Much is made in Sacramento about the economic engines in the downtown core and midtown area, and how crucial their revitalization is to the city’s post-pandemic recovery. But somewhat unexpectedly it’s been Old Sacramento, the city’s historic waterfront homage to our Gold Rush roots, that’s become a living laboratory of COVID hardship and our ability to recover.
The misery of this pandemic has consumed its cobblestone streets. Prolonged stay-at-home orders shuttered storefronts and added new vacancies. Members of the unhoused population found respite in the absence of the hum and hustle, sheltering in alcoves and sleeping on terminus benches.
When visitors returned in force earlier this year, the same uptick in violence we’ve seen across Sacramento and nationwide played out near the promenade with multiple shootings over the summer. In a July mass shooting near Joe’s Crab Shack, two people were killed and four were wounded.
Amid all this, small business owners are trying to reclaim some of the revenue they’ve lost over the course of the pandemic and hire enough employees to stay in operation.
Taken all together, Old Sacramento has become a nexus for the humanitarian and economic devastation COVID has wrought in our community. It’s also become a symbol for our recovery, a barometer for whether Sacramento can effectively clean up the streets, revive business and tourism and put the city back on its pre-pandemic trajectory as a destination city.
“What will take to actually realize the Sacramento comeback?” Sacramento Mayor Darrell Steinberg asked at a press conference Tuesday.
Apparently, a huge amount of federal relief dollars.
Elected officials, city business leaders and local entrepreneurs stood shoulder to shoulder at City Hall to spotlight a $61.7 million allocation of American Rescue Plan funds to address homelessness, restore businesses, prevent gang violence and provide job training that links to the Aggie Square development. Old Sacramento and the central city corridor were the focal point of the economic chunk.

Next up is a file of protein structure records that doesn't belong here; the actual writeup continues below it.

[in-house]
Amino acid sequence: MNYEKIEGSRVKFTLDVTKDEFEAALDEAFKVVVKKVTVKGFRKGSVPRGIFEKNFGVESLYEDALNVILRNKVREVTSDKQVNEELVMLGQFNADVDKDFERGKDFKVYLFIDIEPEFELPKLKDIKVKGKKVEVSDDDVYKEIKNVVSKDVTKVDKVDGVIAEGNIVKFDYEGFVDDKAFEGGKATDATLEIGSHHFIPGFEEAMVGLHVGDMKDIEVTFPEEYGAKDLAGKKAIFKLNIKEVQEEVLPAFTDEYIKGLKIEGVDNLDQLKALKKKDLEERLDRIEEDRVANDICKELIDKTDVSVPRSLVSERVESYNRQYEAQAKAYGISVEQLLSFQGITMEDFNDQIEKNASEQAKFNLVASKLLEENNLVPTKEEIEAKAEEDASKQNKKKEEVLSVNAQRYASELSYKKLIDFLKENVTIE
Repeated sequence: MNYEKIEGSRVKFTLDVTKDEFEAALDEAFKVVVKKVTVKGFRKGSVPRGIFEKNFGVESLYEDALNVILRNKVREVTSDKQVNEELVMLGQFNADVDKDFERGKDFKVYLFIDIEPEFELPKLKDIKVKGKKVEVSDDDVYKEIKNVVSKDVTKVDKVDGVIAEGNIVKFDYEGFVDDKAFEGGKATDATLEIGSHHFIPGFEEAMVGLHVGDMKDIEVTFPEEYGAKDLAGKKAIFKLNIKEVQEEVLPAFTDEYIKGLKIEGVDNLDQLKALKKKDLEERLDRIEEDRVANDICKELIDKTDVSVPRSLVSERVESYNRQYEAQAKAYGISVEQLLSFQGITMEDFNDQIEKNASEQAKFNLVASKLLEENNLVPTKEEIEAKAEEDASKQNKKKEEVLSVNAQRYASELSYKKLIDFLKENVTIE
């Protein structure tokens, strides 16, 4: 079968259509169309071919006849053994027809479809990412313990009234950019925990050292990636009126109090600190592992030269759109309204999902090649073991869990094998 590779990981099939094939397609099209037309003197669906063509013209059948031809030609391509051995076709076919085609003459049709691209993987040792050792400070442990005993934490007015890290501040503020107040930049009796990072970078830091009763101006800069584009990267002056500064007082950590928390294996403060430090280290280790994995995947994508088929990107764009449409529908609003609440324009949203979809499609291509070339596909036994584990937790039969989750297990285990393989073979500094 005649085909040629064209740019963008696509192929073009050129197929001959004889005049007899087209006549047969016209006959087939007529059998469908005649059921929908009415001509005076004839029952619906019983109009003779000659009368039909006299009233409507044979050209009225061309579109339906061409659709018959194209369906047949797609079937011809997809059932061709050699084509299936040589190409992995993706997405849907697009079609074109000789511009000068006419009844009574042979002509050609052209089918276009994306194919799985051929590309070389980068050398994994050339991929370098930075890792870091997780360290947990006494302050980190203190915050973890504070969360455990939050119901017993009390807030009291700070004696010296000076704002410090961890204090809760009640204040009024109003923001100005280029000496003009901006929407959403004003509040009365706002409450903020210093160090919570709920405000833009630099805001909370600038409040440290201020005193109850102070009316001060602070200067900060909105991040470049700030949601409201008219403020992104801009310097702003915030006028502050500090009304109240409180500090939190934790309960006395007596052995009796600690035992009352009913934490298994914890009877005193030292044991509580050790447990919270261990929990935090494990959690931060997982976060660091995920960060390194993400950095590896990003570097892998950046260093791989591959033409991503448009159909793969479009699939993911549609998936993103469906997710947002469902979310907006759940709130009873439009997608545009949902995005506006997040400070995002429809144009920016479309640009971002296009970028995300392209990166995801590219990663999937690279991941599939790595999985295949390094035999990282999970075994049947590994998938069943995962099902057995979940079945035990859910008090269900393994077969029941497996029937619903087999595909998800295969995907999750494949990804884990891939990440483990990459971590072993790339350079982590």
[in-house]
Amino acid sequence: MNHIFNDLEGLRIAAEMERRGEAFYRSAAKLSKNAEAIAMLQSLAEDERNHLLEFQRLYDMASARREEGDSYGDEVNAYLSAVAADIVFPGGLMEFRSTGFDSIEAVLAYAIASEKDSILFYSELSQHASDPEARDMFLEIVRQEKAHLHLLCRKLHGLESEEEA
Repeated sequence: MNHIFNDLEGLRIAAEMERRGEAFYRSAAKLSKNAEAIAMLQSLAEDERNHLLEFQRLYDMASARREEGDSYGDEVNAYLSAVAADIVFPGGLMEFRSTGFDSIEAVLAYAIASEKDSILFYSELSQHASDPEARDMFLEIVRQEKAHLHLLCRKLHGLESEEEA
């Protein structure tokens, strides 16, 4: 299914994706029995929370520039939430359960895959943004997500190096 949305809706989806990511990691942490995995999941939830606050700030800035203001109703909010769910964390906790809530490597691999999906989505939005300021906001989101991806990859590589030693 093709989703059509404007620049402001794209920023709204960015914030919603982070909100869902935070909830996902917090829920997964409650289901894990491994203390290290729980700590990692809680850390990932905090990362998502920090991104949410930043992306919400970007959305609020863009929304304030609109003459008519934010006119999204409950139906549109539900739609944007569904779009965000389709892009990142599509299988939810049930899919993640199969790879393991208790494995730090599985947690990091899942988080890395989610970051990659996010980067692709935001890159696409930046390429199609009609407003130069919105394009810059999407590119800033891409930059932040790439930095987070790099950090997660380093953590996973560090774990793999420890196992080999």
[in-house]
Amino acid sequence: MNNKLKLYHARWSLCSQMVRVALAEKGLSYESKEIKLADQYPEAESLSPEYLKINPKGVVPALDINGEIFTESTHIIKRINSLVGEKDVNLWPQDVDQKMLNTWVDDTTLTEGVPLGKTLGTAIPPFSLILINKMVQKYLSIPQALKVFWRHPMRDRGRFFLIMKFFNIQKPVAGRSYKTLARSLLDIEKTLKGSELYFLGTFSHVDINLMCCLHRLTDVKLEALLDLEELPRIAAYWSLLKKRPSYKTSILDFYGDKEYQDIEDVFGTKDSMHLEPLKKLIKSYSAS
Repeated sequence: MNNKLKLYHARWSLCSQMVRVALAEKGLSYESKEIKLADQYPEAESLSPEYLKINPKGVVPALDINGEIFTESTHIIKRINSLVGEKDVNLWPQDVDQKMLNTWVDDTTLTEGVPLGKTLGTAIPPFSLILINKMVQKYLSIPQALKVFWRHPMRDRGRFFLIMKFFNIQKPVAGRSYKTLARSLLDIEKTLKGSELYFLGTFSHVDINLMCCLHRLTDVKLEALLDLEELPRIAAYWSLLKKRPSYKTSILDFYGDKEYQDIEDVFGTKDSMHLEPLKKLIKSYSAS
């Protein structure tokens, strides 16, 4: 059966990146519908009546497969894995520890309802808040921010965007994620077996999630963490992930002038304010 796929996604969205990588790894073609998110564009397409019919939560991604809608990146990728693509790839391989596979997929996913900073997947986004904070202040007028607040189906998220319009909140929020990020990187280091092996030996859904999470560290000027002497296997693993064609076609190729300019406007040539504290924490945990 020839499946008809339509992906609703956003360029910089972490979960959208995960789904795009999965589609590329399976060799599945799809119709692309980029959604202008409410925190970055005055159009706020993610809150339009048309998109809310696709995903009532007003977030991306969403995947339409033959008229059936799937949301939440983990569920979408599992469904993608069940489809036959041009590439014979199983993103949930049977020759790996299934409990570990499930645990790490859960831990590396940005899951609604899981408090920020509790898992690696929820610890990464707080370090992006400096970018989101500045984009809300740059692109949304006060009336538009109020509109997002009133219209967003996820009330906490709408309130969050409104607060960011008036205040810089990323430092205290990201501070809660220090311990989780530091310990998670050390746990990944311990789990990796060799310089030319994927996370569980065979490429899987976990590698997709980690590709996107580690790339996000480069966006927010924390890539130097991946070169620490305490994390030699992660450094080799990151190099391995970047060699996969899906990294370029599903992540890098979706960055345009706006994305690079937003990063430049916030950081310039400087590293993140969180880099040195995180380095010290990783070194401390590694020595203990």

The details of the funding package for Old Sac are worth noting. Of the $20.7 million not being used for implementing the city’s comprehensive homeless plan, $5 million will be used to fund security cameras and lighting improvements in Old Sacramento.
“As the small business community begins to come up from the fog of COVID and enter the holiday season, these improvements can’t come fast enough,” said Steamers Bakery owner Janie Desmond-Ison.
But more important than the funding itself was what this press conference represented: the complicated reality that jump starting our small businesses is the only viable path for Sacramento’s recovery.
During the pandemic, we’ve become incredibly comfortable in our enclaves. We strengthened our relationships with our neighborhood shops and restaurants, and found that intimate settings were much more agreeable. In my corner of midtown, that’s the Ice Blocks, Broadway and Oak Park.
COVID habits like that don’t do much for a city like Sacramento, which was pouring a massive amount of money into its downtown core prior to the pandemic.
Let’s not forget that, two years ago, Steinberg rallied the council behind his lofty vision for the Old Sacramento Waterfront, committing to a $47 million plan that would make the city more river-facing with a beer garden, outdoor play areas and a festival lawn for up to 5,000 people.
That’s separate from the Golden 1 Center, Downtown Commons, Memorial Auditorium and convention center renovation that altogether rode a cool delta breeze well past $1 billion.
Sacramento leaders now have to convince people across the region to come back to this corridor if they want to maximize the return on their gigantic investment. Convincing tourists and families that Old Sacramento’s boutique shops and retailers are safe and worth visiting is step one.
Given the hardship that government decisions and vital public health closures have caused, small businesses have an incredible amount of leverage in a moment where governments have an unprecedented amount of expendable cash and federal leaders are forcing them to spend it.
In Sacramento, this dynamic is playing out on our historic waterfront district where some of the most visible signs of the pandemic still linger. Businesses are asking for help and city leaders are slowly trying to respond. Now it’s a matter of convincing the broader public that what they’re doing is enough.